It is critical to ensure that all decisions that are made, are in the best interests of his (primary) victims.

Responsibility now falls on Jewish communal institutions, in particular synagogues, to ensure that they have robust policies and procedures in place to guarantee they are adequately equipped to respond to Cyprys’s presence, should he decide to attend. Consideration should also be given to his victims and his conduct in deciding whether or not to afford him religious honours. Time and again in synagogues around the world, we have seen convicted criminals afforded honours upon their release, causing much additional distress to victims.

The early signs seem positive. Institutions have reached out — to me and others — to ensure that they are adequately prepared. This current sense of urgency and vigilance must be maintained, both in terms of looking after the interests of Cyprys’s victims and to protect others from him.

I should note that I (and others) do not necessarily object to Cyprys being welcomed in a communal institution such as a synagogue. A blanket “deny entry” approach is not necessarily the solution. Alternatively, there should be clear guidelines around his attendance, and under no circumstances should any institution risk him coming into unsupervised contact with children.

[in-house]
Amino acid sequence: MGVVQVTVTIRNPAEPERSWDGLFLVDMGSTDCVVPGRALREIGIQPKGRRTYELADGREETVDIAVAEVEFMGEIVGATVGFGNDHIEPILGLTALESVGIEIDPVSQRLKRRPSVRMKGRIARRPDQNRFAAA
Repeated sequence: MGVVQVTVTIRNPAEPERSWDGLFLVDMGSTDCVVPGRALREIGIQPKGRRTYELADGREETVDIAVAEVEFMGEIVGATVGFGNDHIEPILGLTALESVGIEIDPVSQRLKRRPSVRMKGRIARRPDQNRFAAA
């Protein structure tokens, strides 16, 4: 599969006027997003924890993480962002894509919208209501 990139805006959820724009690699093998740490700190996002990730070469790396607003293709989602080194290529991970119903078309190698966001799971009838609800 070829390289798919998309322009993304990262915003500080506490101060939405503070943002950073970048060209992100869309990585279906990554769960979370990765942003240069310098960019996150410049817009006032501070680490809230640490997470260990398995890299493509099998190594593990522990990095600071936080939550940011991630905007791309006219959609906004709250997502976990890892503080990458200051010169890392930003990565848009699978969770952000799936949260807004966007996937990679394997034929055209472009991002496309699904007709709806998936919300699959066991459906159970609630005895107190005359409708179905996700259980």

Attendees who may see Cyprys should ask those in charge about the policies and procedures that are in place and ensure they are complied with.

Moreover, if a victim of his happens to attend the institution that Cyprys would like to attend, obviously the interests of his victim must take precedence over those of Cyprys. Under no circumstances should his victims be forced to encounter him at an institution they regularly attend.

Having said all of this, it is also important to me to highlight that Cyprys is a human being.

He is a father, a stepfather, a brother, a husband, and someone’s child.

He was convicted of heinous crimes and has served his sentence. While we do not currently have a perfect system in place, he has paid his dues to society at this time and that needs to be acknowledged.

Moreover, some research shows that reintegrating perpetrators back into society — as opposed to shunning them — actually reduces the risk of them re-offending.